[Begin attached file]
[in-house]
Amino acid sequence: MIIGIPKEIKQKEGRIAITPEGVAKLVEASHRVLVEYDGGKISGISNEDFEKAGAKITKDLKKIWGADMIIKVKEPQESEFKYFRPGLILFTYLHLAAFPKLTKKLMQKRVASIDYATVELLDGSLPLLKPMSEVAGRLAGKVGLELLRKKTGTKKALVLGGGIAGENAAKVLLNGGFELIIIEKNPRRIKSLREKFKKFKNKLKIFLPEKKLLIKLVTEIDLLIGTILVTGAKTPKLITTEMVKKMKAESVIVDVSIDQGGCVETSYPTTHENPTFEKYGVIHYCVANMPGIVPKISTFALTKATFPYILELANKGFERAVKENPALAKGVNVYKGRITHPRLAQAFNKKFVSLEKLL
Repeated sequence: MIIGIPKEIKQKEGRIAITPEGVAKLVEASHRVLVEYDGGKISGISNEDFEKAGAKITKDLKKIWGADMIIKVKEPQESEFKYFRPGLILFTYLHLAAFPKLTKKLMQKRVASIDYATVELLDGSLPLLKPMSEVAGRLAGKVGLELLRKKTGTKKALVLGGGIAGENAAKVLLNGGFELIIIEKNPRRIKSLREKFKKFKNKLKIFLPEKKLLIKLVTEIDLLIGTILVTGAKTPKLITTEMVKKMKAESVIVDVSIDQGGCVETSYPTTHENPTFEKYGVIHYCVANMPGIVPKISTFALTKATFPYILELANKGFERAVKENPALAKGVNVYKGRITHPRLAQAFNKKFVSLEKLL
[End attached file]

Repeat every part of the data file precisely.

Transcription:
[in-house]
Amino acid sequence: MIIGIPKEIKQKEGRIAITPEGVAKLVEASHRVLVEYDGGKISGISNEDFEKAGAKITKDLKKIWGADMIIKVKEPQESEFKYFRPGLILFTYLHLAAFPKLTKKLMQKRVASIDYATVELLDGSLPLLKPMSEVAGRLAGKVGLELLRKKTGTKKALVLGGGIAGENAAKVLLNGGFELIIIEKNPRRIKSLREKFKKFKNKLKIFLPEKKLLIKLVTEIDLLIGTILVTGAKTPKLITTEMVKKMKAESVIVDVSIDQGGCVETSYPTTHENPTFEKYGVIHYCVANMPGIVPKISTFALTKATFPYILELANKGFERAVKENPALAKGVNVYKGRITHPRLAQAFNKKFVSLEKLL
Repeated sequence: MIIGIPKEIKQKEGRIAITPEGVAKLVEASHRVLVEYDGGKISGISNEDFEKAGAKITKDLKKIWGADMIIKVKEPQESEFKYFRPGLILFTYLHLAAFPKLTKKLMQKRVASIDYATVELLDGSLPLLKPMSEVAGRLAGKVGLELLRKKTGTKKALVLGGGIAGENAAKVLLNGGFELIIIEKNPRRIKSLREKFKKFKNKLKIFLPEKKLLIKLVTEIDLLIGTILVTGAKTPKLITTEMVKKMKAESVIVDVSIDQGGCVETSYPTTHENPTFEKYGVIHYCVANMPGIVPKISTFALTKATFPYILELANKGFERAVKENPALAKGVNVYKGRITHPRLAQAFNKKFVSLEKLL